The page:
129. Grover Stewart, DI, Albany

Stewart is a massive human being, strong enough to win with bull-rushes and fast enough to win with athleticism. He possesses an elite combination of production (albeit against lesser competition), size and athleticism (23.5 career sacks, 33.5-inch arms, 30 bench press reps at 225, and a 7.65-second 3-cone). Being such a shallow interior class, we wouldn’t be surprised to see Stewart drafted very early on Day 3. — Jordan Plocher, @PFF_Jordan

130. Robert Leff, OT, Auburn

Leff put up solid grades in Auburn’s scheme, particularly in the run game, where his 81.9 grade ranked 12th in the nation. There’s a natural learning curve coming from Auburn’s offense into the NFL, but Leff can make a roster on the back of his run-blocking potential as he develops in pass protection. — Steve Palazzolo, @PFF_Steve

131. Marlon Mack, RB, South Florida

Mack is one of the most athletically talented running backs in the draft class and always a threat for a big play. He gained 52 percent of his rushing yards on his 15 runs of 15-plus yards, the fourth-highest breakaway percentage in the draft class. He has issues with bouncing runs and fumbling too often, but if he can curb those bad habits, he could turn out as one of the best backs in the draft class. — Matt Claassen, @PFF_Matt

132. Jon Toth, C, Kentucky

Toth brings good size to the position, and he ran Kentucky’s offense well, grading among the nation’s top centers for three straight years. He took a slight step back in 2016, allowing 10 pressures and ranking 30th in the draft class in pass-blocking efficiency, but he’s a solid option in a downhill run scheme. — Steve Palazzolo, @PFF_Steve

133. Howard Wilson, CB, Houston

Wilson broke out with a strong 2016 season, finishing with five interceptions and eight pass breakups on his 80 targets, good for an 85.4 overall grade that ranked 22nd in the nation. Opponents recorded a passer rating of only 44.6 when targeting Wilson. — Steve Palazzolo, @PFF_Steve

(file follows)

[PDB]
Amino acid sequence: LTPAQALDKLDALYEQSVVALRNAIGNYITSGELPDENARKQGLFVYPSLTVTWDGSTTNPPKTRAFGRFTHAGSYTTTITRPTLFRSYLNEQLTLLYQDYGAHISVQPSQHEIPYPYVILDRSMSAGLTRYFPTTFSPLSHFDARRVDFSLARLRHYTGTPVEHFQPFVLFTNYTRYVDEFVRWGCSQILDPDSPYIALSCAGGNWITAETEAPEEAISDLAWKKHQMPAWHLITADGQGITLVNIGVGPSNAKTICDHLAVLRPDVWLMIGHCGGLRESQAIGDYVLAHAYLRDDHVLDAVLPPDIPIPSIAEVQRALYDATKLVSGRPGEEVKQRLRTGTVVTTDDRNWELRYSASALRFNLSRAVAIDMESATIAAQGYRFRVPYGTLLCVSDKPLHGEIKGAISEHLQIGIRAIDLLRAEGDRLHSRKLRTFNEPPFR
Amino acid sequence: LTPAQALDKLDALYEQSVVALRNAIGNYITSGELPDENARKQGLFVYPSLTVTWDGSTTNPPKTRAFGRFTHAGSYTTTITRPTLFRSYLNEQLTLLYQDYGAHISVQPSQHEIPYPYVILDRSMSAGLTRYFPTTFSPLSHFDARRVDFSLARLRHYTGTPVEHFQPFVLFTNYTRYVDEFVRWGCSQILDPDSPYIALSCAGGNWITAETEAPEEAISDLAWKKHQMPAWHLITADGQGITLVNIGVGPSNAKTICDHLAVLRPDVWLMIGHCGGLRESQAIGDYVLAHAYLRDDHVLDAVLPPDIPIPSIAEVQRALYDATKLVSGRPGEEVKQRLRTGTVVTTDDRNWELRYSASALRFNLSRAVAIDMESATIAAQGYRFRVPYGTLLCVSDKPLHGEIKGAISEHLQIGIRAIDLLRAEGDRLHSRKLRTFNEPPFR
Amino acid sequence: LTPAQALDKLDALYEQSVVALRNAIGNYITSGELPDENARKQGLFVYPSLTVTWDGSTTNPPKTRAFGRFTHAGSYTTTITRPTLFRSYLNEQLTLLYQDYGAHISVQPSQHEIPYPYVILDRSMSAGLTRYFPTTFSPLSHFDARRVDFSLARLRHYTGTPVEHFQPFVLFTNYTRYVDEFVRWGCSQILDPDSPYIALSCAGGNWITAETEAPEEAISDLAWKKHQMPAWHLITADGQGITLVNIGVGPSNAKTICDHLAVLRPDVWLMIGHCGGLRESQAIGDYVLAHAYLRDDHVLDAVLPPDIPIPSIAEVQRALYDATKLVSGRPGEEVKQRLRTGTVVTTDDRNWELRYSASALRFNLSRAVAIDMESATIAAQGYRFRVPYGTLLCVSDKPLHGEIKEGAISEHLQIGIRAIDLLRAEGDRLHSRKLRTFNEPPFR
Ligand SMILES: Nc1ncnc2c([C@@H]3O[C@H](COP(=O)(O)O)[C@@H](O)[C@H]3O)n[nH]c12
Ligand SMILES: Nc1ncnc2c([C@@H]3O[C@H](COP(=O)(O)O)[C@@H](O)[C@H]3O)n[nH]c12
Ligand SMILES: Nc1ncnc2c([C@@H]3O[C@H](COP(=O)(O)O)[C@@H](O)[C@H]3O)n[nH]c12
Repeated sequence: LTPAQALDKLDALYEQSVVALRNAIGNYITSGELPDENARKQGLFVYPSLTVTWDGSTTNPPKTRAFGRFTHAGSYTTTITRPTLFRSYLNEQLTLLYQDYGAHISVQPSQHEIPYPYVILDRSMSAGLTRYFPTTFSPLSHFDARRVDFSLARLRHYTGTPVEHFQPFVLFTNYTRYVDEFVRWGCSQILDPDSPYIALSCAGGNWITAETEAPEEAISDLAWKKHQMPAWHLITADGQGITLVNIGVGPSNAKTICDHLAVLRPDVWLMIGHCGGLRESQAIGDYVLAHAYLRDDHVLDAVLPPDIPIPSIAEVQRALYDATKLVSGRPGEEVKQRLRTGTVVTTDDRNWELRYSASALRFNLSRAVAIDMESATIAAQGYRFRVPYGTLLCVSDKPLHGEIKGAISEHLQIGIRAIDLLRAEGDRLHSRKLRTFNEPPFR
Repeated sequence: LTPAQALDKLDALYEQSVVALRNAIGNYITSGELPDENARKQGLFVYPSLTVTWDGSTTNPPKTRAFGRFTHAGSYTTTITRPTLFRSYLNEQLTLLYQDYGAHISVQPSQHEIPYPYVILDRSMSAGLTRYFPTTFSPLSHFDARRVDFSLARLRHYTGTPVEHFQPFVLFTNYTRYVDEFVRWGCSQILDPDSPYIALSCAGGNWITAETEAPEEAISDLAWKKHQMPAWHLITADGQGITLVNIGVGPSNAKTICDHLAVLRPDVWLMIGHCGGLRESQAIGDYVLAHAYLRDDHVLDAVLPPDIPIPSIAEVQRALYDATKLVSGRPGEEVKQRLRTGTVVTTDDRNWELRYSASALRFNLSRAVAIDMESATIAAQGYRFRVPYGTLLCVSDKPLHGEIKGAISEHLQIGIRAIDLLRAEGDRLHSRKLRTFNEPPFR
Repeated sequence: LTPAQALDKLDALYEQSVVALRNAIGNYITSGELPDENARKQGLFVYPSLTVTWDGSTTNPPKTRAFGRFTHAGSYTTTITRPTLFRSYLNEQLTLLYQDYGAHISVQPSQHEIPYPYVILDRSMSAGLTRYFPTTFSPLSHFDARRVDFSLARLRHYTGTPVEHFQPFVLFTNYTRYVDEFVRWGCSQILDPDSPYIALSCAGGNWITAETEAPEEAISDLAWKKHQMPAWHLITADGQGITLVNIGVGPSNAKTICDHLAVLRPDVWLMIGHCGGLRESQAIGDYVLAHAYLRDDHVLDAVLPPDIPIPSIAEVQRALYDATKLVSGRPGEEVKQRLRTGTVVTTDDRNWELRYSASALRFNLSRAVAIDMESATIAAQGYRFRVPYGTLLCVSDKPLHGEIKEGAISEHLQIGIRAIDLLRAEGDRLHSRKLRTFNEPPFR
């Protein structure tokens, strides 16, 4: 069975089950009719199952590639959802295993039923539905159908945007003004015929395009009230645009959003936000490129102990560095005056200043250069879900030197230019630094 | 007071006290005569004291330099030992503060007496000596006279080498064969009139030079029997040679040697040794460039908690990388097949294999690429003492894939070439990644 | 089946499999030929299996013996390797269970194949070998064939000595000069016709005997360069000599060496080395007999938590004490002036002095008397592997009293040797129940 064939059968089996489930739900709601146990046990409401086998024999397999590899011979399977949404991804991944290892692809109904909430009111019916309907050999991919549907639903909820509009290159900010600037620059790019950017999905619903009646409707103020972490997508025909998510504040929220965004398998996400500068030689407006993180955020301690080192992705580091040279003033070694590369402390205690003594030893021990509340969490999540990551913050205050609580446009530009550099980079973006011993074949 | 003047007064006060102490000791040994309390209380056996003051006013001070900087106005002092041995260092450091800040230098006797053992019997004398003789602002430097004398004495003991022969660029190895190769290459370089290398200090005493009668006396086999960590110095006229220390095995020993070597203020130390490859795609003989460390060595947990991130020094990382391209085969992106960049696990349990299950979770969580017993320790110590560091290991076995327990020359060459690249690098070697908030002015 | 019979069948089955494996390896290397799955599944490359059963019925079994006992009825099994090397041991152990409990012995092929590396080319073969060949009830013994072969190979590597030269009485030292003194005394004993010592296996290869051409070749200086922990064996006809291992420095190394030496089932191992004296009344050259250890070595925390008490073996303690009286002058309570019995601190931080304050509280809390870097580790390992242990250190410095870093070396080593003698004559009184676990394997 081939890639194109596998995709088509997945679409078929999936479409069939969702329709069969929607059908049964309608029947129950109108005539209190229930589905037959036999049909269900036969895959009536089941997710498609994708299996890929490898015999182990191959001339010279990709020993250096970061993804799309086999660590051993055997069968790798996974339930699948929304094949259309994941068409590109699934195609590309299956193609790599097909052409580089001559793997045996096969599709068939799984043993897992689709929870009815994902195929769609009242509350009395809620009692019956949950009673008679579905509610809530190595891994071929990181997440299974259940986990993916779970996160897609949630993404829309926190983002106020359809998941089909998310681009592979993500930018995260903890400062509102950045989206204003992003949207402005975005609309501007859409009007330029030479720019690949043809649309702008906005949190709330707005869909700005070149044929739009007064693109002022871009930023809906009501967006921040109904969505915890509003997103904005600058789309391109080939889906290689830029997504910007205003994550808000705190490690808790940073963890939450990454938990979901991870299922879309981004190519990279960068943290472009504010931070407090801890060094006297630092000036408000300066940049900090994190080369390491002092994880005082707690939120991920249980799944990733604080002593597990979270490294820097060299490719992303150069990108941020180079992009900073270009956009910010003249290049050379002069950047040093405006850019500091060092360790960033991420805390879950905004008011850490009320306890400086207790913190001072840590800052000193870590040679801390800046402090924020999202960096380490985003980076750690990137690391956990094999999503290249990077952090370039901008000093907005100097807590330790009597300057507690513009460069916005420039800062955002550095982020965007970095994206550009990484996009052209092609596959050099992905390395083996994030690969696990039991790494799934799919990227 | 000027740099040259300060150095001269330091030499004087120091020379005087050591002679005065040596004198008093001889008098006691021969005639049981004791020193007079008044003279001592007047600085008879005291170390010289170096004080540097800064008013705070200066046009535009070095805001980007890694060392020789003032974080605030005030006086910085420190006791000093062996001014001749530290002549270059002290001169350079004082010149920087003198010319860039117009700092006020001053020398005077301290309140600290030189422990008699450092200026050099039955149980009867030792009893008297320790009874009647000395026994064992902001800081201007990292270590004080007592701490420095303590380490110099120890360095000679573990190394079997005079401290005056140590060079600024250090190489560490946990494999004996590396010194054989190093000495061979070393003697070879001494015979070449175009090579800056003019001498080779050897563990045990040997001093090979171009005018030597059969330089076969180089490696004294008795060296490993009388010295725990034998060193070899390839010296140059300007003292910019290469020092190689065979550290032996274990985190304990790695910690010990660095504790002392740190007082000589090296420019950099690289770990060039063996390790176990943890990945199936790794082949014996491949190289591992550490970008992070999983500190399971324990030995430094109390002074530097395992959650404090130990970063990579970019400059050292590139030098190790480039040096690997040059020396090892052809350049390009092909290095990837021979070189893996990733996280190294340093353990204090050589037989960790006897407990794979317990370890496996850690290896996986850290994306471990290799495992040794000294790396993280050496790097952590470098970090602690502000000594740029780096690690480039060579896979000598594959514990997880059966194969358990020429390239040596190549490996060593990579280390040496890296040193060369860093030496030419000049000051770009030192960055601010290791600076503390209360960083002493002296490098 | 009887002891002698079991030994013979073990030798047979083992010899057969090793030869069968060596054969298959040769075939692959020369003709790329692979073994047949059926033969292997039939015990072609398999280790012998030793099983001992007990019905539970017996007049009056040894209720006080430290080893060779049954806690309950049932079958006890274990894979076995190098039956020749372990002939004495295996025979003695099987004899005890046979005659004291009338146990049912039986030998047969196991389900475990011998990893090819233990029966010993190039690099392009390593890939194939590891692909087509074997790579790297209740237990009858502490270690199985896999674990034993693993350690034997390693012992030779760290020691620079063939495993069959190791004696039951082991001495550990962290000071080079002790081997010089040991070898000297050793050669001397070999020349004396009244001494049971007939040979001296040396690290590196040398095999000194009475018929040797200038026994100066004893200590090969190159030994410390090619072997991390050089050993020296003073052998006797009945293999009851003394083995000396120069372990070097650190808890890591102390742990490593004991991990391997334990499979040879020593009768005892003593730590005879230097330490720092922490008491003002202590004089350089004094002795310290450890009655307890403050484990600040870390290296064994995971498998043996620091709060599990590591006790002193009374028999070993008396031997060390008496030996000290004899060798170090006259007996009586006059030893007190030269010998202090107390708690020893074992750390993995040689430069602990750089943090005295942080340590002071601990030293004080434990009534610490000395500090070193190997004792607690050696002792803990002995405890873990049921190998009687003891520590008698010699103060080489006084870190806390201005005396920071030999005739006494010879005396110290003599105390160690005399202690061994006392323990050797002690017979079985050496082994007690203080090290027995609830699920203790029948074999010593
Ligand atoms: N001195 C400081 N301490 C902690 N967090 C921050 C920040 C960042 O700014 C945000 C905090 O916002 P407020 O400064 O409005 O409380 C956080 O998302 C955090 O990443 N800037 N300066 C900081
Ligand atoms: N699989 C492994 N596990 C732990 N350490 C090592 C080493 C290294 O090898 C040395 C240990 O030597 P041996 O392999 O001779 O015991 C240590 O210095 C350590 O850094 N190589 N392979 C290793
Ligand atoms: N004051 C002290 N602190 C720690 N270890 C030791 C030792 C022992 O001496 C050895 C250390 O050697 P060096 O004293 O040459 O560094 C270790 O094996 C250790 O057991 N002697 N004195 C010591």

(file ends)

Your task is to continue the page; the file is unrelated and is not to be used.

134. Jacob Hollister, TE, Wyoming

Hollister showed continued improvement in college, putting together a strong 2016 that showed off his playmaking ability. He’s a nifty route runner who can go up and make plays in traffic, and he did a fine job after the catch, averaging 7.1 YAC/completion in 2016. — Steve Palazzolo, @PFF_Steve

135. DeAngelo Brown, Defensive Interior, Louisville

A surprise Senior Bowl and combine omission, Brown could legitimately start in a base package as a rookie. He is one of the best prospects in this class against double-teams. Brown displays tremendous technique against multiple blockers, sinking his powerful lower body to deny lineman vertical movement. Even when initially unbalanced, he displays a consistent capacity to re-anchor and earn a draw at worst. Admittedly, Brown is unlikely to emerge as a nickel pass-rusher, yet a mid-round investment is almost certainly worthwhile for a valuable member of any defensive line rotation. — John Breitenbach, @PFF_John

136. Carlos Watkins, Defensive Interior, Clemson

Clemson produced three prospects capable of contributing on NFL rosters in 2015. The fourth member of that starting front will follow suit this season. Watkins is more solid than spectacular, especially for a three-technique, but his versatile skill-set will appeal to the majority of pro teams. He’s a player built on length and strength, working through blocks, rather than around them, to make plays. While Watkins rarely embarrassed offensive lineman as a pass-rusher, he restricted the pocket frequently enough to represent a threat to opposing quarterbacks. Containing some of the athletes at the position in the NFL can be simplified significantly by Watkins’ deployment. He may have been overshadowed at times by Clemson’s freakish athletes, but Watkins is a fine player in his own right. — John Breitenbach, @PFF_John

137. Austin Carr, WR, Northwestern